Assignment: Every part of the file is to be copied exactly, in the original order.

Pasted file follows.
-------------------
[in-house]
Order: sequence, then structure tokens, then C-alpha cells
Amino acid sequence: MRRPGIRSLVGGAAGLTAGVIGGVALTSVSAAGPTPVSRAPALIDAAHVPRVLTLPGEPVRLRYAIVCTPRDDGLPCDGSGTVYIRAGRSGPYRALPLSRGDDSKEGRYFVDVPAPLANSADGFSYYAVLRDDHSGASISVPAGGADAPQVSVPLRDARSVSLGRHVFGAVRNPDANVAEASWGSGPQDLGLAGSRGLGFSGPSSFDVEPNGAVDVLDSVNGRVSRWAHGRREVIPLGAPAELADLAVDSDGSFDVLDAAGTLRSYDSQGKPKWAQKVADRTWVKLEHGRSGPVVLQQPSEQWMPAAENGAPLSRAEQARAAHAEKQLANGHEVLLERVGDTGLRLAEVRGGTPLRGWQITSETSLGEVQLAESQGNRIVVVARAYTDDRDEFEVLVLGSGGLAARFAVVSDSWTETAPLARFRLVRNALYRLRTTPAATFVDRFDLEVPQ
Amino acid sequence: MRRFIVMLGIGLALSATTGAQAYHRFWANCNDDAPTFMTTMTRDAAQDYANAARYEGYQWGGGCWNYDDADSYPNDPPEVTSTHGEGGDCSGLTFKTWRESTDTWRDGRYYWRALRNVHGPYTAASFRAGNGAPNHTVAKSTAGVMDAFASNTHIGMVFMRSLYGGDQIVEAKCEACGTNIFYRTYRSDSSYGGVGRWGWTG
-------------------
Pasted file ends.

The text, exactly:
[in-house]
Order: sequence, then structure tokens, then C-alpha cells
Amino acid sequence: MRRPGIRSLVGGAAGLTAGVIGGVALTSVSAAGPTPVSRAPALIDAAHVPRVLTLPGEPVRLRYAIVCTPRDDGLPCDGSGTVYIRAGRSGPYRALPLSRGDDSKEGRYFVDVPAPLANSADGFSYYAVLRDDHSGASISVPAGGADAPQVSVPLRDARSVSLGRHVFGAVRNPDANVAEASWGSGPQDLGLAGSRGLGFSGPSSFDVEPNGAVDVLDSVNGRVSRWAHGRREVIPLGAPAELADLAVDSDGSFDVLDAAGTLRSYDSQGKPKWAQKVADRTWVKLEHGRSGPVVLQQPSEQWMPAAENGAPLSRAEQARAAHAEKQLANGHEVLLERVGDTGLRLAEVRGGTPLRGWQITSETSLGEVQLAESQGNRIVVVARAYTDDRDEFEVLVLGSGGLAARFAVVSDSWTETAPLARFRLVRNALYRLRTTPAATFVDRFDLEVPQ
Amino acid sequence: MRRFIVMLGIGLALSATTGAQAYHRFWANCNDDAPTFMTTMTRDAAQDYANAARYEGYQWGGGCWNYDDADSYPNDPPEVTSTHGEGGDCSGLTFKTWRESTDTWRDGRYYWRALRNVHGPYTAASFRAGNGAPNHTVAKSTAGVMDAFASNTHIGMVFMRSLYGGDQIVEAKCEACGTNIFYRTYRSDSSYGGVGRWGWTG